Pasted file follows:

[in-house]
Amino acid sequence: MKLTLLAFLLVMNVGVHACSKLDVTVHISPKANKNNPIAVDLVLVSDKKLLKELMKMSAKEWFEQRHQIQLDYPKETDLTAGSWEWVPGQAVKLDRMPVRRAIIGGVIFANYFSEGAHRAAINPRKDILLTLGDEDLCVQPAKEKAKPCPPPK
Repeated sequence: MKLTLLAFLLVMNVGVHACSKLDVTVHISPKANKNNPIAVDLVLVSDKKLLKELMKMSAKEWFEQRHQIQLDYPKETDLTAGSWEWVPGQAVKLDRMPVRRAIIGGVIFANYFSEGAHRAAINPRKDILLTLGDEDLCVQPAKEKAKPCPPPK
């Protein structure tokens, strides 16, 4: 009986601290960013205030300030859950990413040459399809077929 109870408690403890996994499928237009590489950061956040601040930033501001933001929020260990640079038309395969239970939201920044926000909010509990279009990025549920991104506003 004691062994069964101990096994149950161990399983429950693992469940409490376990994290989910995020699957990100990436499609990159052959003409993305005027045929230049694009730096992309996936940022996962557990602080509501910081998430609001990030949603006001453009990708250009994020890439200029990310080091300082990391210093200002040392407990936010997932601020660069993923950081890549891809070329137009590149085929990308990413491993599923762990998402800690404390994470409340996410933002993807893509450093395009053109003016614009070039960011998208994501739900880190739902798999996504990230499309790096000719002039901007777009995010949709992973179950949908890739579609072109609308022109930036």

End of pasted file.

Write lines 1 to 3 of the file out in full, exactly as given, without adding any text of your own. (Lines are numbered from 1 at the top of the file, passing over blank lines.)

[in-house]
Amino acid sequence: MKLTLLAFLLVMNVGVHACSKLDVTVHISPKANKNNPIAVDLVLVSDKKLLKELMKMSAKEWFEQRHQIQLDYPKETDLTAGSWEWVPGQAVKLDRMPVRRAIIGGVIFANYFSEGAHRAAINPRKDILLTLGDEDLCVQPAKEKAKPCPPPK
Repeated sequence: MKLTLLAFLLVMNVGVHACSKLDVTVHISPKANKNNPIAVDLVLVSDKKLLKELMKMSAKEWFEQRHQIQLDYPKETDLTAGSWEWVPGQAVKLDRMPVRRAIIGGVIFANYFSEGAHRAAINPRKDILLTLGDEDLCVQPAKEKAKPCPPPK